A record like Machines can be an antidote against composers dressing their music with fraudulent pricelessness even when it’s fundamentally inconsequential. The LP is the outcome of a series of processes – partially stochastic, definitely fuelled by human actions on acoustic sources – whose intricacy gives birth to a pleasing paradox.
How long we have been talking about “static” soundscapes and/or “complex” interactions, heaven only knows. In this work both adjectives might be valuable, especially if you consider an infinity of sea ripples as a “static” image. Poetry aside, what really counts here is the absenteeism of egotistical implications. The two suites are grounded on multitudes of reiterative patterns spontaneously organized in growingly interlocking figurations. This raises a small hell of variously plucked and picked strings over an irregular percussive texture (sort of “amplified bird feet in a metal cage – Paul Panhuysen, can you hear me? – meets Han Bennink”). You catch chordal capsules, scraped densities, overflowing sparkles and – in general – the sense of a vivacious battle between malfunctioning automatic toys, all of them fairly educated in improvisational terms. A few glimpses of “melody”, too – of the kind that could be emitted by a sitar abandoned to rot in an industrial dump. And yet it’s clearly a wholeness, and we perceive it as such.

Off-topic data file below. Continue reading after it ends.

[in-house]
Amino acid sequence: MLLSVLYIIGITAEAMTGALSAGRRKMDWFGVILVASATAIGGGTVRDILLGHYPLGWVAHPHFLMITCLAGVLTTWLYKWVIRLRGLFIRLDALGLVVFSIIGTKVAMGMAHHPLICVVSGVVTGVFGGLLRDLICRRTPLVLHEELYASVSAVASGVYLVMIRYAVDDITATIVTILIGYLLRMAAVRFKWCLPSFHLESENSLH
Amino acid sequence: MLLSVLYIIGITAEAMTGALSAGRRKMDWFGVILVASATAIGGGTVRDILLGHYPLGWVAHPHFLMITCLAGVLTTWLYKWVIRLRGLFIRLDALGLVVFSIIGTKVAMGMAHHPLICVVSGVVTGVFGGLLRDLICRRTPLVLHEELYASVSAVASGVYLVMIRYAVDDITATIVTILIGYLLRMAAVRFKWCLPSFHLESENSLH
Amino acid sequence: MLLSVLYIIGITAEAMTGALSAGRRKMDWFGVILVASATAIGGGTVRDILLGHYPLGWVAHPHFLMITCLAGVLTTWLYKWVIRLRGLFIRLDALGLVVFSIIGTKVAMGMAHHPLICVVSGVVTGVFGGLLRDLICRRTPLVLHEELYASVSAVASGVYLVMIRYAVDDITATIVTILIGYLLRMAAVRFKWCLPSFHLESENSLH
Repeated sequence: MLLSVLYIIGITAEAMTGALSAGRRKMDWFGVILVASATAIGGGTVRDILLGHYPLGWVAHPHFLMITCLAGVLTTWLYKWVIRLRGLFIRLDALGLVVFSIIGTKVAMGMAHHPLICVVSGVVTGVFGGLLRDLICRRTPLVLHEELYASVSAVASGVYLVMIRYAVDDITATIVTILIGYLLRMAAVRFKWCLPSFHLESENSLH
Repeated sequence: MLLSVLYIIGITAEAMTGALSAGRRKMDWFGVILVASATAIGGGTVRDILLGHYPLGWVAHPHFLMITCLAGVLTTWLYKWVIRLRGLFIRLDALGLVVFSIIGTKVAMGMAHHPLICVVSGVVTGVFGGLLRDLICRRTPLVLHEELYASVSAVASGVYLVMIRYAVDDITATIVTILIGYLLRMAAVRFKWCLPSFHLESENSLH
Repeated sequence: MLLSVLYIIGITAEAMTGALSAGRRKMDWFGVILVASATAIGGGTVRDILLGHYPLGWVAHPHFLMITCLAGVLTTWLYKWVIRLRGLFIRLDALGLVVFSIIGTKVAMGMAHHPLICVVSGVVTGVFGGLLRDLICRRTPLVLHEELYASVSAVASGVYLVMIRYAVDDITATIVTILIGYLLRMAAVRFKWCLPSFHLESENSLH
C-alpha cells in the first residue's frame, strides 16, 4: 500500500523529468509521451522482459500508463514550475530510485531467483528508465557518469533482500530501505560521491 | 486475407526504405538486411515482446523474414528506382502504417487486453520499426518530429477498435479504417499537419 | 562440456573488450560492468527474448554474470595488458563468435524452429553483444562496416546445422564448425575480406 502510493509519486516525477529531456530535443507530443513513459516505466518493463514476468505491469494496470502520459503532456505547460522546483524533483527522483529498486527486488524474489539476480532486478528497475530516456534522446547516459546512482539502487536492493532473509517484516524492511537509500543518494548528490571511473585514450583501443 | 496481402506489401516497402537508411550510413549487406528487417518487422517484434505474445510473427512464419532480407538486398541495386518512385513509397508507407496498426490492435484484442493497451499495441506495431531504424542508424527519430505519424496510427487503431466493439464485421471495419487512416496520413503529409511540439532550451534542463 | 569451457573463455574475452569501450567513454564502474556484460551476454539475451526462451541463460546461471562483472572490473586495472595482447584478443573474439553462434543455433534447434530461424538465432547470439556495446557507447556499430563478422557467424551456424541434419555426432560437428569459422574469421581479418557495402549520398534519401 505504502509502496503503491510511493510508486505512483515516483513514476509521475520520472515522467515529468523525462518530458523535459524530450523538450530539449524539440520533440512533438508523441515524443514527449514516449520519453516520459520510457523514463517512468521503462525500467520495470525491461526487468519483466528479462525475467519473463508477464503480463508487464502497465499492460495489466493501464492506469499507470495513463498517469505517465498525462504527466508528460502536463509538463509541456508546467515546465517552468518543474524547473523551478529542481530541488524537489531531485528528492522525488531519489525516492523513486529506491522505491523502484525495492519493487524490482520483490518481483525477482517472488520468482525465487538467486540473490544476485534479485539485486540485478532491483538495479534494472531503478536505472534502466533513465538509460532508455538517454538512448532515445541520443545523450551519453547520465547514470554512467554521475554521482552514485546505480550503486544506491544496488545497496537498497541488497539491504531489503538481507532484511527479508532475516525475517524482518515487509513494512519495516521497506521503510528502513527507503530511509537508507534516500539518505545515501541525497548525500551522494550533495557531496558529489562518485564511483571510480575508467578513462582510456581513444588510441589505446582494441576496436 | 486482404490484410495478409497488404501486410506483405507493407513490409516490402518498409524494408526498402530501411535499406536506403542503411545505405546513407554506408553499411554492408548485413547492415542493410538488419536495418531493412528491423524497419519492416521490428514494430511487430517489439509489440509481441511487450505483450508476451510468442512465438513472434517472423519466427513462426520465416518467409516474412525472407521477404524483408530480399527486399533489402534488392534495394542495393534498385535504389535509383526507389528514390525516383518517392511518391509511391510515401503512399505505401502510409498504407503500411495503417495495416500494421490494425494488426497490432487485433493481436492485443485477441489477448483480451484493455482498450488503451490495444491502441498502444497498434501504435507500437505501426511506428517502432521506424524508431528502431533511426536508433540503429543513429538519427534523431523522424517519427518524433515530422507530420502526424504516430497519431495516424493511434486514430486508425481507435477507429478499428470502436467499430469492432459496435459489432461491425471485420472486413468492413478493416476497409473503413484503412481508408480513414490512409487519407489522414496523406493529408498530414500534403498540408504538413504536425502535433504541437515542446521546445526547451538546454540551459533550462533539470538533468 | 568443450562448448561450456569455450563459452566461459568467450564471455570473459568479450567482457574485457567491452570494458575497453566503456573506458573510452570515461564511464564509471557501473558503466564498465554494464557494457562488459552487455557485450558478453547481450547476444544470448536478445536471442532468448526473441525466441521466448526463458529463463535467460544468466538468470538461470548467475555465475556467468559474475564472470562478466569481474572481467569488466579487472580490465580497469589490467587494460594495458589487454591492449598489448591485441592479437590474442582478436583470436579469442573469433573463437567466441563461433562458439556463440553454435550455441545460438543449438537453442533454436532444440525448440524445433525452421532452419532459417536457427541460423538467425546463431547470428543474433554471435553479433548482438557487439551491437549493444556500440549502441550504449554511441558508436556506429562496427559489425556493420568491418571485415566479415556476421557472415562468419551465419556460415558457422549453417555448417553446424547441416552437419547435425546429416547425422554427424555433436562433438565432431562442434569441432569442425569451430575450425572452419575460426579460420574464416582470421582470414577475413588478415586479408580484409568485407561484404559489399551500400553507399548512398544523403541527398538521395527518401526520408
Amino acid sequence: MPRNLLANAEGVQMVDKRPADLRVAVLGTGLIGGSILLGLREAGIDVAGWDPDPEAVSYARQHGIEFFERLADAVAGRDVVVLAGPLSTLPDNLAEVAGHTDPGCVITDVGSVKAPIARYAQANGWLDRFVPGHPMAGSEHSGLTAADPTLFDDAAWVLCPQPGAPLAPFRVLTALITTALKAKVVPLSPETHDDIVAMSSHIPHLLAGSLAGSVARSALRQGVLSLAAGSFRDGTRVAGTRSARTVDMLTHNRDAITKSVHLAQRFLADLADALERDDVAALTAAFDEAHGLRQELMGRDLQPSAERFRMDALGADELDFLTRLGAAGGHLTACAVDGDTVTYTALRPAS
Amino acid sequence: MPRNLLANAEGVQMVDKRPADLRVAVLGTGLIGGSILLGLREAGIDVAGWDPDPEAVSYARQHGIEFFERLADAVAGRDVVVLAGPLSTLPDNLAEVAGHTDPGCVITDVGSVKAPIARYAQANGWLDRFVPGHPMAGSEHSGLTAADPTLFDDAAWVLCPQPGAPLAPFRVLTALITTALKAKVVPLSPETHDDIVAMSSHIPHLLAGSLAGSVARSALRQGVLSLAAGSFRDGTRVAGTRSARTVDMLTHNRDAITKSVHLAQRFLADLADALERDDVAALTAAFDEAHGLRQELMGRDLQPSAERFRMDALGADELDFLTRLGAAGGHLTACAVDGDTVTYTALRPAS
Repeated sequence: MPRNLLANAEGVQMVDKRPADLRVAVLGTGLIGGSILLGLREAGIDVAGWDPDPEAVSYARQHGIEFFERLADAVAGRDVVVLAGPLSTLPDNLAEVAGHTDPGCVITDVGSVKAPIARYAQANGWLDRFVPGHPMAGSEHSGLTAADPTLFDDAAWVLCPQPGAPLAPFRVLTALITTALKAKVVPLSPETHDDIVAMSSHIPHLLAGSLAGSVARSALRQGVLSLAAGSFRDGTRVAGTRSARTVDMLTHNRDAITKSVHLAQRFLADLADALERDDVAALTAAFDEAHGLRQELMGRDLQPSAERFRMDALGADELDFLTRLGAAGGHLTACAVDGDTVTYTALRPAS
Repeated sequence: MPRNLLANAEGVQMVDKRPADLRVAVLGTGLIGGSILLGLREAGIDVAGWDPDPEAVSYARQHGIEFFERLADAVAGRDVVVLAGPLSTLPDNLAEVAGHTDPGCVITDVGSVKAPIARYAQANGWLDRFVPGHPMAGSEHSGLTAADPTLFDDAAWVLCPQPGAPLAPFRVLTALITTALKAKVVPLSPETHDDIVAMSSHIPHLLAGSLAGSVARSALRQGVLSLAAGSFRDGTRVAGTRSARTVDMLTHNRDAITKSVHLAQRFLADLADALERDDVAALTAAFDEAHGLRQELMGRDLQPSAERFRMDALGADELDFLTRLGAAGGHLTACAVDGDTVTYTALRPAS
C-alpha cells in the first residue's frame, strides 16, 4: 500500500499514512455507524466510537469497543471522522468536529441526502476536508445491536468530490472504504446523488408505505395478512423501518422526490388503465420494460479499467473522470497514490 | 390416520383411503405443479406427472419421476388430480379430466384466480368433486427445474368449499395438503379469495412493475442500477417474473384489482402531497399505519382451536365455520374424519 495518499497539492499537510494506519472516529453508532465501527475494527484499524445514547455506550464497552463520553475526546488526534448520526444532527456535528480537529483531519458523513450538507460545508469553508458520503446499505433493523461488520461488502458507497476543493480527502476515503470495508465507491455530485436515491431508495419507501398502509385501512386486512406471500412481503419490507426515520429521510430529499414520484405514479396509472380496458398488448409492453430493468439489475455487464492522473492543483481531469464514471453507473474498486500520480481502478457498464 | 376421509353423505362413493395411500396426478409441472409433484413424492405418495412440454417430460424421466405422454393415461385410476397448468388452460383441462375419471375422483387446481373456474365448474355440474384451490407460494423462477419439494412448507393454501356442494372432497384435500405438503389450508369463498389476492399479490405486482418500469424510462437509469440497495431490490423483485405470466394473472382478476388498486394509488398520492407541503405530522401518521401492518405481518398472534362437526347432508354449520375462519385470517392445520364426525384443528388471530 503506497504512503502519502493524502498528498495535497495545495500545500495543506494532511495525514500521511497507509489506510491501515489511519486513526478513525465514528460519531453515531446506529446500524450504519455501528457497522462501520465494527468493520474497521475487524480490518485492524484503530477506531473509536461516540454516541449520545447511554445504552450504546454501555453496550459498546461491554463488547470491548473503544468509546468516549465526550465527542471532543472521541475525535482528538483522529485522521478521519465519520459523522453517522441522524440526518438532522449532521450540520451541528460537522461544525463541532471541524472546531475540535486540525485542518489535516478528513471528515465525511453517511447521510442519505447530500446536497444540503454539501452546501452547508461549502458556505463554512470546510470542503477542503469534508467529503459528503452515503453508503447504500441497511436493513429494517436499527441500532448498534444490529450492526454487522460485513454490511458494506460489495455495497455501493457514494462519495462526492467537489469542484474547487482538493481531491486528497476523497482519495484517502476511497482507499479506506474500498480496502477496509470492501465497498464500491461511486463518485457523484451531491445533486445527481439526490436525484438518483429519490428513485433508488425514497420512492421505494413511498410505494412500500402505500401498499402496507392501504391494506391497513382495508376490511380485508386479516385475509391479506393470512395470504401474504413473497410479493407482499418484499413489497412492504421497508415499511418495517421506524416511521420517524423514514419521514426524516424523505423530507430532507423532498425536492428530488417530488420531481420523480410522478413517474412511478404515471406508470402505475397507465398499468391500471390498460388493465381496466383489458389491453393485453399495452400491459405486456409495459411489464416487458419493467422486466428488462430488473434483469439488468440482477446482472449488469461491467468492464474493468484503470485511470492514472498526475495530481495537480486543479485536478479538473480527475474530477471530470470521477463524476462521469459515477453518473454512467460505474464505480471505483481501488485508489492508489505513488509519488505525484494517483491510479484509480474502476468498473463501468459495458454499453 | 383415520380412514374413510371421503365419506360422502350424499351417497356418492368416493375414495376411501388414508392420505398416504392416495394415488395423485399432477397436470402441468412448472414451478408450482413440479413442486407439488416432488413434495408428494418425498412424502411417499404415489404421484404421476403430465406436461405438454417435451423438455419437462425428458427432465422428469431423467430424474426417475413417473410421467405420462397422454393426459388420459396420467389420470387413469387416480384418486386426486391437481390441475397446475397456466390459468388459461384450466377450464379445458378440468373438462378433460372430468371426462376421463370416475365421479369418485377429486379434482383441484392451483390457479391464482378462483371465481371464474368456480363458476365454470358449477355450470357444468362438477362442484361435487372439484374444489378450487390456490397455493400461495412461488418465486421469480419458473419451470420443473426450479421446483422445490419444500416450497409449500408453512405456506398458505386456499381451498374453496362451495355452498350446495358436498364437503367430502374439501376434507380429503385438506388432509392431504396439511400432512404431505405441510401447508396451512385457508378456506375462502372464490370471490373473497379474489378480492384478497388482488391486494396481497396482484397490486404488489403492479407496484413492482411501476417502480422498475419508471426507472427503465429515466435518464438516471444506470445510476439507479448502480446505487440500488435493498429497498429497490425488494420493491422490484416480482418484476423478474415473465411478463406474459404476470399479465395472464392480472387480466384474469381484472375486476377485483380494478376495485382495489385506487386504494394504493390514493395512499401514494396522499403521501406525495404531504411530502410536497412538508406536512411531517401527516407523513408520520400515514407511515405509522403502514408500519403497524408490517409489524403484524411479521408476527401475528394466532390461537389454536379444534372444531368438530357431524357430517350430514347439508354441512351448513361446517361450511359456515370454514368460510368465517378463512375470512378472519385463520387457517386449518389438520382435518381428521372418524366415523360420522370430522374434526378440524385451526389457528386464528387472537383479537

Try and understand the mechanisms on which this stuff is based by reading the liners at the link above. For a while I was deluded into thinking that I had; then the playback began, and the machines made a mockery of the listener’s presumptuousness. Let’s quote the late Roland Kayn yet again: music is sound, and sound is self-sufficient. The exquisite discordance conveyed by this product adds strength to the postulate.